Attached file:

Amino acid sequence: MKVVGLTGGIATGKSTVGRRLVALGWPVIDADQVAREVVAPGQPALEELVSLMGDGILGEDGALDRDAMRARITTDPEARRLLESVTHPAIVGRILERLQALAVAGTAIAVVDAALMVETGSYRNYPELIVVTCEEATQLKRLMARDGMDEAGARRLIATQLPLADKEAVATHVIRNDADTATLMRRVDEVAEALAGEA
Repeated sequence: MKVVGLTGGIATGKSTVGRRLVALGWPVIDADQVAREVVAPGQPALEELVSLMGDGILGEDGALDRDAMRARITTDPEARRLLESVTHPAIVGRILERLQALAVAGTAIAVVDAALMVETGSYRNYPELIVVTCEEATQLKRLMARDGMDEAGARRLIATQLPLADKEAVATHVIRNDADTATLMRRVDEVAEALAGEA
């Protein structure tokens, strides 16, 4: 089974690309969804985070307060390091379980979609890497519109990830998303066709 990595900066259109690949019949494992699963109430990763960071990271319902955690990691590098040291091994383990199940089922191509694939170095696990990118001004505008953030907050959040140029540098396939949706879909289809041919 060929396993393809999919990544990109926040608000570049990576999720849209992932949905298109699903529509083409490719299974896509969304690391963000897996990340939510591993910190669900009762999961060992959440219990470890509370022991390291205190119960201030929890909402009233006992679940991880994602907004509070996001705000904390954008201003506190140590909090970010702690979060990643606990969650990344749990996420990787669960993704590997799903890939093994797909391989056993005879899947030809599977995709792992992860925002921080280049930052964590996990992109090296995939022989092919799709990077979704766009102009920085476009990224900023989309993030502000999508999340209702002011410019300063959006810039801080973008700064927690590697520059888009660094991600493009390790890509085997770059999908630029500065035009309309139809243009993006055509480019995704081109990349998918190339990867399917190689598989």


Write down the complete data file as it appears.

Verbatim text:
Amino acid sequence: MKVVGLTGGIATGKSTVGRRLVALGWPVIDADQVAREVVAPGQPALEELVSLMGDGILGEDGALDRDAMRARITTDPEARRLLESVTHPAIVGRILERLQALAVAGTAIAVVDAALMVETGSYRNYPELIVVTCEEATQLKRLMARDGMDEAGARRLIATQLPLADKEAVATHVIRNDADTATLMRRVDEVAEALAGEA
Repeated sequence: MKVVGLTGGIATGKSTVGRRLVALGWPVIDADQVAREVVAPGQPALEELVSLMGDGILGEDGALDRDAMRARITTDPEARRLLESVTHPAIVGRILERLQALAVAGTAIAVVDAALMVETGSYRNYPELIVVTCEEATQLKRLMARDGMDEAGARRLIATQLPLADKEAVATHVIRNDADTATLMRRVDEVAEALAGEA
């Protein structure tokens, strides 16, 4: 089974690309969804985070307060390091379980979609890497519109990830998303066709 990595900066259109690949019949494992699963109430990763960071990271319902955690990691590098040291091994383990199940089922191509694939170095696990990118001004505008953030907050959040140029540098396939949706879909289809041919 060929396993393809999919990544990109926040608000570049990576999720849209992932949905298109699903529509083409490719299974896509969304690391963000897996990340939510591993910190669900009762999961060992959440219990470890509370022991390291205190119960201030929890909402009233006992679940991880994602907004509070996001705000904390954008201003506190140590909090970010702690979060990643606990969650990344749990996420990787669960993704590997799903890939093994797909391989056993005879899947030809599977995709792992992860925002921080280049930052964590996990992109090296995939022989092919799709990077979704766009102009920085476009990224900023989309993030502000999508999340209702002011410019300063959006810039801080973008700064927690590697520059888009660094991600493009390790890509085997770059999908630029500065035009309309139809243009993006055509480019995704081109990349998918190339990867399917190689598989």